1. Costa Rica
Costa Rica has banned the hunting of hammerhead sharks. Despite being protected under the CITES convention since 2014, sharks have been caught and sold in the country for years.
Local biologist Randall Arauz began raising awareness about shark finning in 2003. And since 2011, education campaigns in China have sharply reduced the use of shark fin as a status and celebratory food, but demand has grown in other parts of Asia. For the hammerhead shark alone, global populations have declined by more than 80% over the past 70 years.
Why did we write this?
In our summary, progress has been made in protecting the environment through legal means in Costa Rica and Australia. And in Bangladesh, planning for the future includes the opening of the capital’s first rapid transit stations.
The presidential decree comes 10 years after Costa Rica itself applied for CITES protection of the hammerhead species. In 2018, the country established a hammerhead sanctuary in the Golfo Dulce, a key gulf used by sharks to breed. And in 2020, the Supreme Court overturned the former president’s legalization of the shark trade.
Given its mixed record on shark conservation, wildlife advocates have questioned Costa Rica’s commitment, but hope the February decree has teeth.
Sources: Mongabay, The Goldman Environmental Prize, DeeperBlue.com, The Washington Post
New helmet makes outdoor sports safer for Sikh kids. Ontario resident Tina Singh, who is Sikh and an occupational therapist, designed the helmet after her children started riding bikes and she realized that standard helmets did not fit the patkas worn by Sikh boys to cover their hair. Its design meets safety certifications for use with bicycles, skateboards, scooters, and inline skates, and is designed to accommodate a backpack. Ms. Singh wants to expand her designs to work for hockey players and break down barriers for athletes with other needs.
Moezin Hasham, founder of Toronto-based non-profit Hockey 4 Youth, said that “creating these types of helmets now is going to create an inclusive space. It will promote belonging.”
Sources: CBC, North Shore News
Bangladesh has opened the country’s first rapid transit stations. The rail system is expected to reduce metro traffic in Dhaka, home to more than 22 million people, while reducing carbon dioxide emissions and noise and air pollution.
The entire 13-mile line should be completed later this year, and five more rail lines are planned. Although not heavily reliant on motorized vehicles for a city of its size, the fast-growing megacity’s unplanned roads and high population density contribute to congestion. The average driving speed in Dhaka is less than 5 miles per hour, and studies show that drivers in Bangladesh burn 40% more fuel than necessary from the time they spend in traffic.
Researchers at the Bangladesh University of Engineering and Technology also point out that better system integration is needed. Bus companies compete with each other for riders on more than 300 routes, reducing the quality of service. By 2035, buses will still provide 40% of traffic. When the first rail line is fully operational, it is expected to reduce annual CO2 emissions by 500,000 metric tons by 2050.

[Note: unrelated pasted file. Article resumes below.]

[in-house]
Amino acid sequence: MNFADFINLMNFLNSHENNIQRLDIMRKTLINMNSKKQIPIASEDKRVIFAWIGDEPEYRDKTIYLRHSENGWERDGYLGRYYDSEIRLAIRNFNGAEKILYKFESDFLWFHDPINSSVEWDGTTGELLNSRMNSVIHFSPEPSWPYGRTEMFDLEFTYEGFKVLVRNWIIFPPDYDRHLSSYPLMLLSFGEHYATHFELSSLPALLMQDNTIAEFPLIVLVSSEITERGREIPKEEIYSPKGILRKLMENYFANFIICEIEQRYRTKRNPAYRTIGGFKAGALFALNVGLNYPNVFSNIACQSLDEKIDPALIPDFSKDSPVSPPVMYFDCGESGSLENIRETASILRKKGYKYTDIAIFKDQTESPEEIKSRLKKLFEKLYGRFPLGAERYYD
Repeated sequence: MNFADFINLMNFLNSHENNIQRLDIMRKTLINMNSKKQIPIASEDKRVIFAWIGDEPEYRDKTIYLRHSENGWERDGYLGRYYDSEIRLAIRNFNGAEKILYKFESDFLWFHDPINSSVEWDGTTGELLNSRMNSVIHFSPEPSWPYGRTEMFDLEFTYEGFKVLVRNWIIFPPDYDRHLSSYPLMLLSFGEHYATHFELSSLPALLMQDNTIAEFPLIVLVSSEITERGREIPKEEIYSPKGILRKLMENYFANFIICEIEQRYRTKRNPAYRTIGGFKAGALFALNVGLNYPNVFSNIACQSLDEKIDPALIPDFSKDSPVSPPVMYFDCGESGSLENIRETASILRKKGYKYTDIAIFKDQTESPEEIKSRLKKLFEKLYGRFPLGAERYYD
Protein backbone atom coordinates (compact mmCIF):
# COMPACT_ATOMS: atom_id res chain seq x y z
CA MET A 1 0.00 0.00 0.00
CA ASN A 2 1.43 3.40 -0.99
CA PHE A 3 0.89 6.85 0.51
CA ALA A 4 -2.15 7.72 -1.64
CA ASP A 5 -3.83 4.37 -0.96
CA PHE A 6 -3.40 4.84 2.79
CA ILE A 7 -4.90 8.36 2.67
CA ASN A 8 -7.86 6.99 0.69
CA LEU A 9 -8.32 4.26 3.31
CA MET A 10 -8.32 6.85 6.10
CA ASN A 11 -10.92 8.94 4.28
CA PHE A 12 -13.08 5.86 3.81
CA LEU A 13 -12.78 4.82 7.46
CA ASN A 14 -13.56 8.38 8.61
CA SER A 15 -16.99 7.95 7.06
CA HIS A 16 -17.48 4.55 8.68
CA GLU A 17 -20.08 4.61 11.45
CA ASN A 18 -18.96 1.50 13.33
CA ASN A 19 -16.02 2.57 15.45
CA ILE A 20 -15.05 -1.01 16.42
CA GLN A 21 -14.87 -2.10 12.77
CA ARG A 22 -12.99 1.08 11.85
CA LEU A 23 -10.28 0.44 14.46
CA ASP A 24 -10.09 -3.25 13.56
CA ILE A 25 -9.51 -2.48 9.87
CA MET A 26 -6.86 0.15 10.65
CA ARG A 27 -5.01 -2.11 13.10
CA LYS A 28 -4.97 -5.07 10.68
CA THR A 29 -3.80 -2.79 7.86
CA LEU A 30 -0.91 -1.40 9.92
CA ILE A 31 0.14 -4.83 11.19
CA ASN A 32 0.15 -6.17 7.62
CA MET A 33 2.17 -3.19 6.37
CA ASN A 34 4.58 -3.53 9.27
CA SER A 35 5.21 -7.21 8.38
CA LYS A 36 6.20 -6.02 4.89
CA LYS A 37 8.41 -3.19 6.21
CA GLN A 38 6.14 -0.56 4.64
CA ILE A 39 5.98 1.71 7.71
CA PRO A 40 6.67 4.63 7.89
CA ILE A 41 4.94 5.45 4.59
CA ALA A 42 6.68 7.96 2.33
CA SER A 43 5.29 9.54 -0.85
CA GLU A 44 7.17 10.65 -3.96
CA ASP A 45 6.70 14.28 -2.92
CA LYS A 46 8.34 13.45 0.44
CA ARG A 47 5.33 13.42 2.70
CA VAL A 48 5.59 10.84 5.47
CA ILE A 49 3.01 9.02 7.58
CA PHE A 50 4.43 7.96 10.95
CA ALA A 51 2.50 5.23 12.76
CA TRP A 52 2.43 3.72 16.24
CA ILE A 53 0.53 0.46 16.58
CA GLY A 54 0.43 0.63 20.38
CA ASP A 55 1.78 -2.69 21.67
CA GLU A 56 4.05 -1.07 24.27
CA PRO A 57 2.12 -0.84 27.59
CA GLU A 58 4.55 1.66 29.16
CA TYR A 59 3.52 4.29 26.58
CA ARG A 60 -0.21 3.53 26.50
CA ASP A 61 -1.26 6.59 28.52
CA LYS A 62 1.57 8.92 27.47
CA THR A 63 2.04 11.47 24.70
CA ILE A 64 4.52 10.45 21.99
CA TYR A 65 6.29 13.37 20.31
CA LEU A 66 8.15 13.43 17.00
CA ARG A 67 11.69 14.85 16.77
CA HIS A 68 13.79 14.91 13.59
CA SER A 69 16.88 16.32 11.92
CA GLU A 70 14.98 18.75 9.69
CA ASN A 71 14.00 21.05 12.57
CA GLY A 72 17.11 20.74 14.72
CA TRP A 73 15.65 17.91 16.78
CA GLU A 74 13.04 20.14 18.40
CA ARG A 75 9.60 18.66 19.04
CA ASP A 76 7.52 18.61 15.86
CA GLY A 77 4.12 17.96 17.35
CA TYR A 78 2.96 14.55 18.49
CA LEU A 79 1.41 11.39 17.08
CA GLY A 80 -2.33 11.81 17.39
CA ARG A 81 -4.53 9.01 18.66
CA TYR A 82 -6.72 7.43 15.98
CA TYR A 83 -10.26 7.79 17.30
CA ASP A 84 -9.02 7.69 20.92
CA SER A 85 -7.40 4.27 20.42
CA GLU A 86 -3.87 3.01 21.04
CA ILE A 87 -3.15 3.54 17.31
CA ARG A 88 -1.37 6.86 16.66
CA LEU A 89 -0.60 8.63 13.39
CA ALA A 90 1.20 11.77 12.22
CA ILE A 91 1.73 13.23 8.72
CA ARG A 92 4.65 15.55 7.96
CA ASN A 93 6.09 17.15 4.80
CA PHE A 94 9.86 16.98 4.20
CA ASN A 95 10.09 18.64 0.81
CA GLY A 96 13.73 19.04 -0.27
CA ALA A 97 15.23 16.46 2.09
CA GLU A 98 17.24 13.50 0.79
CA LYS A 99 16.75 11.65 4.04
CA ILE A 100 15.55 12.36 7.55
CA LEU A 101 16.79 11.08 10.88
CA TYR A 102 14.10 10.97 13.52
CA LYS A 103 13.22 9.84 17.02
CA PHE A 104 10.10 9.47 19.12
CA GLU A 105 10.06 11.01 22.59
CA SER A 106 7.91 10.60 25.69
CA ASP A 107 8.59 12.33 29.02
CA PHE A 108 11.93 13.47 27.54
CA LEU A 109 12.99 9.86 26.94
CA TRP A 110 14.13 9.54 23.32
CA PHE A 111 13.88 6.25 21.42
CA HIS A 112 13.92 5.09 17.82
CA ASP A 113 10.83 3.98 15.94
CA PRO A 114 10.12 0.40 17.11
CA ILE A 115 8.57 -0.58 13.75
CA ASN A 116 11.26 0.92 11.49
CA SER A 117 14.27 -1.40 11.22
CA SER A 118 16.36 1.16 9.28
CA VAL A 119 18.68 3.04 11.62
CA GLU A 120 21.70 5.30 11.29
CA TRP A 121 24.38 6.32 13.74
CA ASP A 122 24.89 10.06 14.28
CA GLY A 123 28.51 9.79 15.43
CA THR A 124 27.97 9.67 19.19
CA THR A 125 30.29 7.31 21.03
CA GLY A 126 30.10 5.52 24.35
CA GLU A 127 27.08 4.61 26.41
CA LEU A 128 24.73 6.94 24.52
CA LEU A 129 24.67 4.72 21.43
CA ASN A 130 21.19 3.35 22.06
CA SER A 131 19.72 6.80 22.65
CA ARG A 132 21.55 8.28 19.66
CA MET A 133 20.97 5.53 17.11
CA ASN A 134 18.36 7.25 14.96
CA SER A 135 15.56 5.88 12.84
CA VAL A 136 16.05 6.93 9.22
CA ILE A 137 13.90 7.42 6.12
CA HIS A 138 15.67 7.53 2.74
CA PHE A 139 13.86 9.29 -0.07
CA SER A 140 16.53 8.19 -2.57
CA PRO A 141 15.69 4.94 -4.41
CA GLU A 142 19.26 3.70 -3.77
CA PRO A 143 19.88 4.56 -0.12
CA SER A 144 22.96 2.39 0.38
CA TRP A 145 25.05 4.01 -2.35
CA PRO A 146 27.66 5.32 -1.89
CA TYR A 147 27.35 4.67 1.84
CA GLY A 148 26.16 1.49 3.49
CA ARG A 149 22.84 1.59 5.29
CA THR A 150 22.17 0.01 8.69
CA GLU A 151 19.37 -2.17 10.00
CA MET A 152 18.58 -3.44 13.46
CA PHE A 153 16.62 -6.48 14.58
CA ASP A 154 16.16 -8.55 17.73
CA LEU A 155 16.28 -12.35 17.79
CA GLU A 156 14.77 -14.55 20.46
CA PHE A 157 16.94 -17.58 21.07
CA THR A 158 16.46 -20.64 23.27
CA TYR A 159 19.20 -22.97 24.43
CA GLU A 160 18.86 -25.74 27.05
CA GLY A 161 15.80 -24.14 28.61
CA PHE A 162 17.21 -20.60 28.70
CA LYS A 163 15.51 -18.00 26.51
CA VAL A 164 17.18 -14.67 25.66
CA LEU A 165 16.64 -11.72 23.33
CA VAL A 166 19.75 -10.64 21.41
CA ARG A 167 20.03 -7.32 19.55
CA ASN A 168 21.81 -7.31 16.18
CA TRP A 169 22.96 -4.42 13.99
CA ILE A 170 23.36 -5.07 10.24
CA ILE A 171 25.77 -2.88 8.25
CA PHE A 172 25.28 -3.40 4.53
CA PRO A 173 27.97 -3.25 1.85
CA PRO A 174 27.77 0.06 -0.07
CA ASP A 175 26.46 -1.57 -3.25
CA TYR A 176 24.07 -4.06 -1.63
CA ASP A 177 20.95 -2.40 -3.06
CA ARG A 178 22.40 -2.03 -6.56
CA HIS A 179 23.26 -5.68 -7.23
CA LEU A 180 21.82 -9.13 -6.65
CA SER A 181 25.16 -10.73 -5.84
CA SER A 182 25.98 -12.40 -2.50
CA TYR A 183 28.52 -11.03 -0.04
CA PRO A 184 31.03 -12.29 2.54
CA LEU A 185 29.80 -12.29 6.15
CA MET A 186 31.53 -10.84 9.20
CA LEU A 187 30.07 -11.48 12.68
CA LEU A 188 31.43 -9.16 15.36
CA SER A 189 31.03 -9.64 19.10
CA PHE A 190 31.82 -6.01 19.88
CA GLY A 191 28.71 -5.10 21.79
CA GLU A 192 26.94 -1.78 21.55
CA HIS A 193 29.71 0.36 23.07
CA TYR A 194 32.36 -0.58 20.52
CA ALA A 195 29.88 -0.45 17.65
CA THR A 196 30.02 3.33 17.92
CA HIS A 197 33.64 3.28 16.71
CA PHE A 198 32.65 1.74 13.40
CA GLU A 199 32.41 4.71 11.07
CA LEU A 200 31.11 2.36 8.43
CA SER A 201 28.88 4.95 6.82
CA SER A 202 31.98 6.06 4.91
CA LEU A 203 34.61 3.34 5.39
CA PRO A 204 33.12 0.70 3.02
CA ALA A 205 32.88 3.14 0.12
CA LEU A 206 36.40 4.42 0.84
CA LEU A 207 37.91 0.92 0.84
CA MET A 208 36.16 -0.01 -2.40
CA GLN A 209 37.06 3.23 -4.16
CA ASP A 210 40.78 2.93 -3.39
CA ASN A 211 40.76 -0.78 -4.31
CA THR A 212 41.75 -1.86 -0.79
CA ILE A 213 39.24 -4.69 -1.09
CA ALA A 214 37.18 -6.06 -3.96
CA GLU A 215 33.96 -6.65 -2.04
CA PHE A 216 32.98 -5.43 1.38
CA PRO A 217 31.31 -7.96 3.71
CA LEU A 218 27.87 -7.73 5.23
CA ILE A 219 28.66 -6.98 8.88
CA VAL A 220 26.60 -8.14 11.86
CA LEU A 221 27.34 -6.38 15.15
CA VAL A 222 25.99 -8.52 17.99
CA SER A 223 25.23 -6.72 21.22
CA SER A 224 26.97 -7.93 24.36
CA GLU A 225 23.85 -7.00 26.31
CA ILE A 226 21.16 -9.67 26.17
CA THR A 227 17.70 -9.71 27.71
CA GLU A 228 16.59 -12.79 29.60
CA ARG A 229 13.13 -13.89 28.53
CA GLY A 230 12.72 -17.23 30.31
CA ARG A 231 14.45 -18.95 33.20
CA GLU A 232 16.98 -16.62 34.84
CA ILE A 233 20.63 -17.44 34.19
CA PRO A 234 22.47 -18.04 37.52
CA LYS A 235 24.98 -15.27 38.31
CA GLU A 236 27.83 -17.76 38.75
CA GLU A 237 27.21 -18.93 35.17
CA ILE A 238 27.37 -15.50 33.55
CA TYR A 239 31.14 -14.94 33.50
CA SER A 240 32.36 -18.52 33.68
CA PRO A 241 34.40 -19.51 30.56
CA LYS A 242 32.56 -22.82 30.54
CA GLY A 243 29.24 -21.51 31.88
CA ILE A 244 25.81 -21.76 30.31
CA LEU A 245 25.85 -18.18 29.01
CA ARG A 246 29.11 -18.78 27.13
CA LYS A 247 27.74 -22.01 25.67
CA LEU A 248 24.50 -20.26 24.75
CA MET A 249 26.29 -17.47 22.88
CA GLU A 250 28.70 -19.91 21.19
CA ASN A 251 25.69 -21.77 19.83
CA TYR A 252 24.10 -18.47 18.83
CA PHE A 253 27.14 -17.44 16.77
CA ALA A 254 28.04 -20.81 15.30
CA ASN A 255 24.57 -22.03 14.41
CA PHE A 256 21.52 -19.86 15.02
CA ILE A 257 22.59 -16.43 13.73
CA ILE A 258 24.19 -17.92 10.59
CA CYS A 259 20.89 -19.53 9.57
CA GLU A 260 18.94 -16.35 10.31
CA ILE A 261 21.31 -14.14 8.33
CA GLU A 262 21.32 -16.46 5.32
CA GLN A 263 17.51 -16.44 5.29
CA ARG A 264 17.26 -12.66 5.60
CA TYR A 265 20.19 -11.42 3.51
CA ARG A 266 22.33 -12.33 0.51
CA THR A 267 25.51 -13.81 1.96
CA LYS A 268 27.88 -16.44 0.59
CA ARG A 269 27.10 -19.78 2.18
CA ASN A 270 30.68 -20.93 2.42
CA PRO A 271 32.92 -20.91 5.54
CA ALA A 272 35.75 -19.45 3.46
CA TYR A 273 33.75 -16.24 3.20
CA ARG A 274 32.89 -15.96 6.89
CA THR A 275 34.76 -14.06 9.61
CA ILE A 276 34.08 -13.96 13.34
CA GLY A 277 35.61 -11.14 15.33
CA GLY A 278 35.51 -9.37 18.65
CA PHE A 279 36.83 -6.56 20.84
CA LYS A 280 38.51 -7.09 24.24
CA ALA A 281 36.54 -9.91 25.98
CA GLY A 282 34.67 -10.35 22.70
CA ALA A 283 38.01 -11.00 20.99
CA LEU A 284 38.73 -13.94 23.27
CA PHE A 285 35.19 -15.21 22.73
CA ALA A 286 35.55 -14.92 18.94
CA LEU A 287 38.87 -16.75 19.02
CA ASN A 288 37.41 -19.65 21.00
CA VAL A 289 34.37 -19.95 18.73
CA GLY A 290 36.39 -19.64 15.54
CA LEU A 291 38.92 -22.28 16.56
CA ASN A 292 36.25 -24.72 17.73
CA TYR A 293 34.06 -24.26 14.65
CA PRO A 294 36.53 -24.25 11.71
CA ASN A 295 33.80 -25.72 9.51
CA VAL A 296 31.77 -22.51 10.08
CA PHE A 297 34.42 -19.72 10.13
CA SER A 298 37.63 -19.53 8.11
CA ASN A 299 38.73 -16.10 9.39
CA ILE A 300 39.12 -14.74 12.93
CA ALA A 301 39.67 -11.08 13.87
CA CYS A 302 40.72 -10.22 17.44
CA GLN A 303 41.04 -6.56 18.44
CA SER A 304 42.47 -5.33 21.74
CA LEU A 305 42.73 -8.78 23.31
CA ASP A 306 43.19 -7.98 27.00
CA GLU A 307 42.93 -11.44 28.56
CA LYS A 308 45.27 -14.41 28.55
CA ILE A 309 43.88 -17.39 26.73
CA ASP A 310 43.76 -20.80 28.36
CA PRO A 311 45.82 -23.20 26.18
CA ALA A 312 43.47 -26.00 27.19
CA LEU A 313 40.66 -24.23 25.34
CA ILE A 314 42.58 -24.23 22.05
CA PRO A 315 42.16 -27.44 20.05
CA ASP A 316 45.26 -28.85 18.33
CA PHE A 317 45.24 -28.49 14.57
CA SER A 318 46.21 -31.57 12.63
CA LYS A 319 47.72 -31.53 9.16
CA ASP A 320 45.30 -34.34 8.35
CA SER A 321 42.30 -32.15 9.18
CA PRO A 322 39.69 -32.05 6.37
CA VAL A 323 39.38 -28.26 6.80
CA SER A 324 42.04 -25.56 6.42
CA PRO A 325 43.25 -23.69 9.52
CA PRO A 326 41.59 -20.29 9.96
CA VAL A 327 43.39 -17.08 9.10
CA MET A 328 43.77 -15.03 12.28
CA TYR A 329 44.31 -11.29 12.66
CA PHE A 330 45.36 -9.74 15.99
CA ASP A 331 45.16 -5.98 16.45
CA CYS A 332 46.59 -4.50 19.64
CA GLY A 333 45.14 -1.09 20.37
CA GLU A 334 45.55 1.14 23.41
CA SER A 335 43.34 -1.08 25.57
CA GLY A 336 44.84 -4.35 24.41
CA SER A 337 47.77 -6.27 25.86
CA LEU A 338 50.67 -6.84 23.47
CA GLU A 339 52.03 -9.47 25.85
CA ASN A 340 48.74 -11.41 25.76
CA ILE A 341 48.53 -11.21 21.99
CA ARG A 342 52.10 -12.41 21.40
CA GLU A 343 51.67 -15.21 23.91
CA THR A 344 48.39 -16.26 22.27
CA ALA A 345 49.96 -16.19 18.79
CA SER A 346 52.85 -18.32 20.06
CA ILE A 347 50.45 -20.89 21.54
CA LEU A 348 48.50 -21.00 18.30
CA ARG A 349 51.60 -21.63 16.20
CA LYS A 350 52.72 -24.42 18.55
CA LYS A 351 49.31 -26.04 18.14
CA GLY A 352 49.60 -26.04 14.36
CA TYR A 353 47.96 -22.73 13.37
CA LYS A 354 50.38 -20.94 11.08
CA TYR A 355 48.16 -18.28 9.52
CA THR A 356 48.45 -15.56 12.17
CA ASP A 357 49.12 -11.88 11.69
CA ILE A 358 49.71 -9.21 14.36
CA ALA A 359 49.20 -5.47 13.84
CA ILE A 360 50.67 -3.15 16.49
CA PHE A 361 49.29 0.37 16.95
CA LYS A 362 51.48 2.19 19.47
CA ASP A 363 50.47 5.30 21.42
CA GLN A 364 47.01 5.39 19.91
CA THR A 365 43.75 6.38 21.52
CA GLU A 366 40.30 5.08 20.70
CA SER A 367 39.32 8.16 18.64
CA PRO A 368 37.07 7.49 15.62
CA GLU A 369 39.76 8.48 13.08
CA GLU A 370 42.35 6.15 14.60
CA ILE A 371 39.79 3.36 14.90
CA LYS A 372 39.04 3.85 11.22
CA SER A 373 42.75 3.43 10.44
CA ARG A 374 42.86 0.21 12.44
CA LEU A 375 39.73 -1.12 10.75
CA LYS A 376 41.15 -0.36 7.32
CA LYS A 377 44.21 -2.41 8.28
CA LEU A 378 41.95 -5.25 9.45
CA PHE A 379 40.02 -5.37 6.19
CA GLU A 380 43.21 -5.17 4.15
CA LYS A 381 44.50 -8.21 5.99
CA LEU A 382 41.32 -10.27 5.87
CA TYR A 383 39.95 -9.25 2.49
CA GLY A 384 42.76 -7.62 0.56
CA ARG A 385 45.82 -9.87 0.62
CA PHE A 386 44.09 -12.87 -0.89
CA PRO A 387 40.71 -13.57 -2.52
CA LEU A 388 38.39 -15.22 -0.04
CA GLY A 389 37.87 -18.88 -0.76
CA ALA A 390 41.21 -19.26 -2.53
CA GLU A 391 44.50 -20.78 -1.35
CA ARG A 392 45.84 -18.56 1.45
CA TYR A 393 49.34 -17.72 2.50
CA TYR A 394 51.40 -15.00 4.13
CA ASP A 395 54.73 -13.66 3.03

Sources: Context, The Daily Star
Australia has blocked new coal mining over environmental concerns. The open pit was to be located about 6 miles from the Great Barrier Reef. “The negative environmental impacts are simply too great,” Environment Minister Tanya Pliberszek said in a statement about the decision. “The risk of pollution and irreversible reef damage is very real.”
The move is the first time the federal government has used environmental laws to block a coal mine, and could set a precedent for 18 other coal and gas proposals under review. The project would produce 10 million tons of thermal and coking coal annually over 20 years. Threats to local habitats included groundwater and freshwater flows that provide breeding grounds for certain fish and transport water to the largest reef system on the planet. The Great Barrier Reef faces ongoing threats, including acidification and rising ocean temperatures.
Sources: BBC, Yale Environment 360
Women are making strides in political leadership around the world. Nationally, more than a quarter of lawmakers, 26%, are women, up from 11% in 1995, according to the Inter-Parliamentary Union. Much of the progress has been attributed to gender quotas, which typically mandate parties to nominate a certain percentage of women or reserve a certain number of legislative seats.
In Japan, women hold 10% of seats, and representation is similarly skewed at less than 10% in nearly two dozen countries, including Nigeria, Sri Lanka and Qatar. There are no women in the legislature in Yemen.
But gains have been made elsewhere. In Rwanda, women make up 61% of the national legislature. In Cuba, Nicaragua, and New Zealand, women have a slight majority over men, while Mexico and the United Arab Emirates have a 50-50 split. In Iceland, Costa Rica, Sweden and South Africa, women make up less than half. The United Nations predicts that gender equality in national legislatures will be reached by 2063.
Sources: Context, Inter-Parliamentary Union